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Every other month we get an update on what’s been happening recently at our
Immanuel Lutheran High School, College and Seminary in Eau Claire, Wisconsin.

Ingram hall

This fall marks the 60th year that Immanuel Lutheran College (ILC) has been located on its campus in Eau Claire. This anniversary gives us the opportunity to reflect on how gracious the Lord has been and continues to be to our synod and our school.

In 1959, Immanuel Lutheran congregation in Mankato boldly and with great faith demonstrated the importance of Christian education by establishing a high school, college, and seminary; and in 1960 the Church of the Lutheran Confession (CLC) assumed control of the school. These actions reflect how the training of young men and women, especially for the public ministry, has been a foremost emphasis from the earliest days of our synod. ILC was blessed with a strong enrollment and thus an increased need for housing, so a Planning Committee was elected to find a permanent site for the school. The Planning Committee had recommended the purchase of 20 acres adjacent to Messiah Church in Eau Claire for $4000. The Lord, though, was preparing a solution for our synod beyond anything that had been contemplated, and His guiding hand could clearly be seen in the purchase of the Ingram estate.

In the early 1920’s, the lumber baron Erskine Ingram had built an estate on the south side of Eau Claire. Later, per Erskine’s will, his son Orrin donated the buildings and the seventy-five acres to the Minnesota Foundation in St. Paul, which used it as a retirement home. This venture, though, was not financially viable, and they had to sell. The Lord directed this information to Pastor Arvid Gullerud of the Messiah congregation. From the date the chairman of the Planning Committee first viewed the property on November 28, 1962, things went very quickly. The full committee met on December 3 and unanimously agreed that the synod should purchase the property. On January 9-10, 1963, a special convention was called, and the CLC purchased the Ingram estate, valued in 1963 at $200,000, for $85,000.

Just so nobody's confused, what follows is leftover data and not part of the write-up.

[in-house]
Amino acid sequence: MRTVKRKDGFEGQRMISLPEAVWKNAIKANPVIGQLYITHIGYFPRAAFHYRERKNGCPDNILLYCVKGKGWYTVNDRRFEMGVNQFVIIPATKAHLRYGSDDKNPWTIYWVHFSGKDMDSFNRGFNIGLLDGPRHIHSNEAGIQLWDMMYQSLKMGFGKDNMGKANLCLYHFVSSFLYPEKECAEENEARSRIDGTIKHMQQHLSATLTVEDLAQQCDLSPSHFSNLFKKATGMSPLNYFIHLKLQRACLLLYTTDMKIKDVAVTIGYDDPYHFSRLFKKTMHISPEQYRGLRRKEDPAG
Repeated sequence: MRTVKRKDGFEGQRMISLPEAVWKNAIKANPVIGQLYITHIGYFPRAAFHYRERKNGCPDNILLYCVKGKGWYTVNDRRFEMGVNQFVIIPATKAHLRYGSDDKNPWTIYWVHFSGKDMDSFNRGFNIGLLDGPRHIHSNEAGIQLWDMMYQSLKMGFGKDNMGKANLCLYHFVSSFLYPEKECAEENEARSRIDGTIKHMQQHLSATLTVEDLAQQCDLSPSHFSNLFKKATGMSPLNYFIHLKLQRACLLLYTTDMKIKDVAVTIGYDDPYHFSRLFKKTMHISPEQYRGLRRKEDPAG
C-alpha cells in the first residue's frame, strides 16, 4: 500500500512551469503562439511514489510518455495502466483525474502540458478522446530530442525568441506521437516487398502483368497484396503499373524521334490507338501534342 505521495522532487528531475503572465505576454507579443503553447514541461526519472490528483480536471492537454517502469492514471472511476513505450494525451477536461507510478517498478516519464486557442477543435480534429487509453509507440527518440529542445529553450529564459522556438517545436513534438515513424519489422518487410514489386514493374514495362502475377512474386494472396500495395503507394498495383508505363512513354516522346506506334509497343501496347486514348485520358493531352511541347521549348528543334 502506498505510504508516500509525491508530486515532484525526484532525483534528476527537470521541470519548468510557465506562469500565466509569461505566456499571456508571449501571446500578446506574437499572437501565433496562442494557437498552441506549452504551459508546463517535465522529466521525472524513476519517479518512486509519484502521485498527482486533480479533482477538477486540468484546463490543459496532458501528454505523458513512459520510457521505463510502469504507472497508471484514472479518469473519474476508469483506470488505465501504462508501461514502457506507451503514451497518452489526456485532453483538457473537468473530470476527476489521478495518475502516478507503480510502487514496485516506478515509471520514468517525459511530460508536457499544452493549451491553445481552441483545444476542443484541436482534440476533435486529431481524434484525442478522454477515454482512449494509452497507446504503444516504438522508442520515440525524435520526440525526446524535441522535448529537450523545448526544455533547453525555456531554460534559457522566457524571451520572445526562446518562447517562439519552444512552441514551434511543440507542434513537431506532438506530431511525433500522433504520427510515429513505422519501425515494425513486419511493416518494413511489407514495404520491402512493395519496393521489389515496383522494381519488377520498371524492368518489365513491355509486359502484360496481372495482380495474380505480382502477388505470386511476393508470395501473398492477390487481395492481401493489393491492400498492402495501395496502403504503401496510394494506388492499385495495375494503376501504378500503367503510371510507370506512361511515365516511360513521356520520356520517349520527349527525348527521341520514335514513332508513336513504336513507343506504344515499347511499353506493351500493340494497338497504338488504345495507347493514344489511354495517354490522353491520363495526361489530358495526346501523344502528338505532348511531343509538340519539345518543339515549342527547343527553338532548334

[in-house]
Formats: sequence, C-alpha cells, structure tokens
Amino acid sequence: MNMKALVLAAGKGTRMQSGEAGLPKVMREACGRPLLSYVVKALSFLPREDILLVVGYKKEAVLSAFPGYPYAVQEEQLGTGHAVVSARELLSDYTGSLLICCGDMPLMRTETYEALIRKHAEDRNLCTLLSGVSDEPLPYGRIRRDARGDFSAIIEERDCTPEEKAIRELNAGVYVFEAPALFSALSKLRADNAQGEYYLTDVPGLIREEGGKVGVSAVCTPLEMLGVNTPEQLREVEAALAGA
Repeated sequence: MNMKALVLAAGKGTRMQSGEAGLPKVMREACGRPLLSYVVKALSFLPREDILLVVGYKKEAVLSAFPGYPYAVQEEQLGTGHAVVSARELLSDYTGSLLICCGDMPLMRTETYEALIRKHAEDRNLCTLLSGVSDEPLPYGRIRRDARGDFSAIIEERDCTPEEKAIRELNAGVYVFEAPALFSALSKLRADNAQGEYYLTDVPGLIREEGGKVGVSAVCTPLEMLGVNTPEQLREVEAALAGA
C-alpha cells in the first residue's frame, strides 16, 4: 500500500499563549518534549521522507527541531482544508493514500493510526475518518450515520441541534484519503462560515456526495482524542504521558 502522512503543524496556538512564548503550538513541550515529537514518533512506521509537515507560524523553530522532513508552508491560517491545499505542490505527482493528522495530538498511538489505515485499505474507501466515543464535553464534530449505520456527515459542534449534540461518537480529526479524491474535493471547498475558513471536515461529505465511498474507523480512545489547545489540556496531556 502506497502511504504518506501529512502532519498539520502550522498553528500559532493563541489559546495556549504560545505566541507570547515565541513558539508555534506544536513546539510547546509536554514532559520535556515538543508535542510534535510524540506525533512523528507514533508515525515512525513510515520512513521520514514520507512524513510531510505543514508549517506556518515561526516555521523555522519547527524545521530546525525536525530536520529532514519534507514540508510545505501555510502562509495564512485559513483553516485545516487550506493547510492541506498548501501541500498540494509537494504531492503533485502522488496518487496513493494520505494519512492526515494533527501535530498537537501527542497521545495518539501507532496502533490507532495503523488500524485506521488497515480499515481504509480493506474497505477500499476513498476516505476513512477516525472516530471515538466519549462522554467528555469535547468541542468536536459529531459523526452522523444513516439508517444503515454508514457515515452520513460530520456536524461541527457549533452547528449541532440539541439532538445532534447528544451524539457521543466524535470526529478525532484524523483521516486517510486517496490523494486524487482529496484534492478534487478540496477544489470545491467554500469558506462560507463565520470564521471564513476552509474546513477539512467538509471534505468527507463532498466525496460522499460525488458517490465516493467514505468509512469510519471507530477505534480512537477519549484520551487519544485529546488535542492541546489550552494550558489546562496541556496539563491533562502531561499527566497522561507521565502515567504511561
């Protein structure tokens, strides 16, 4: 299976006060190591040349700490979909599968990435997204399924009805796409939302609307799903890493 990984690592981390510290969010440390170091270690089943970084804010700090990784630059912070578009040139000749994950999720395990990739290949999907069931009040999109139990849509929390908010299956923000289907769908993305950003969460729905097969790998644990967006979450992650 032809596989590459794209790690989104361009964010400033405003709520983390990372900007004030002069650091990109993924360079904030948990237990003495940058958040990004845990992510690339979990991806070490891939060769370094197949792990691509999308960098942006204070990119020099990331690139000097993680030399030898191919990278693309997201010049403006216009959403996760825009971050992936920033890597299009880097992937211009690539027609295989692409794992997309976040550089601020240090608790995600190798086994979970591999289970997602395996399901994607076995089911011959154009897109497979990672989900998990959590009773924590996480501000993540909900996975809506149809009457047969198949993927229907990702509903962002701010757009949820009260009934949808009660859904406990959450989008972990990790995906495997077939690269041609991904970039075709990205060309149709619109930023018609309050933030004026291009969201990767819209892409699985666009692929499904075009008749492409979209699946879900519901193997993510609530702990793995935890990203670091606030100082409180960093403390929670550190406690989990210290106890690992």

Though the property was ideal for a campus, and the Minnesota Foundation had done significant remodeling, much work was needed to be done to prepare it for the school year. At the time of purchase, the property comprised five buildings: the mansion (Ingram Hall), the annex (West Hall), a small barn (Sem House), a large barn (Northwest Hall), and the caretaker’s house (Birch Hall). These building had to be converted into classrooms and dorms. Thanks to the hard work of CLC members who came from across the country to help, the campus was ready for the fall, though the conditions were far from what we are blessed with today. As Eunice Roehl writes in Throughout All Generations, “Excited students could hardly believe their eyes when they arrived in the fall. The amazement they expressed was echoed by all who ventured onto the campus. It was truly a gift from the Lord, one that would be enjoyed and appreciated for generations to come.”

This generation of students, faculty, and staff can enjoy and appreciate how the Lord has sustained our school on this campus. Two classroom buildings, Reim Hall and the Cottage, have been replaced by the Academic Center. We now have dorms for boys and girls as well as faculty houses. And we now have a gymnasium, the Commons building, and a maintenance shed. While we can surely marvel at how the Lord has materially blessed what in the world’s eye is a tiny, insignificant school tucked away in the woods on the south side of Eau Claire, we can be even more thankful that He has kept and continues to preserve His Word among us, taught in its truth and purity. Indeed, no matter how the campus continues to change, or where the Lord chooses to locate us, as long as we have His Word, we have all we need.

(This article is based on information from Eunice Roehl’s Throughout All Generations: Immanuel Lutheran College 1959-2008 , Lynette Roehl’s The Erskine B. Ingram Estate 1920-63: God’s Gift to Immanuel Lutheran College , and David Lau’s Out of Necessity: A History of the Church of the Lutheran Confession . If you are interested in tours of the historic Ingram mansion, please contact Lynette Roehl [].)

Dr. Daniel Schierenbeck is President of Immanuel Lutheran College in Eau Claire, Wisconsin.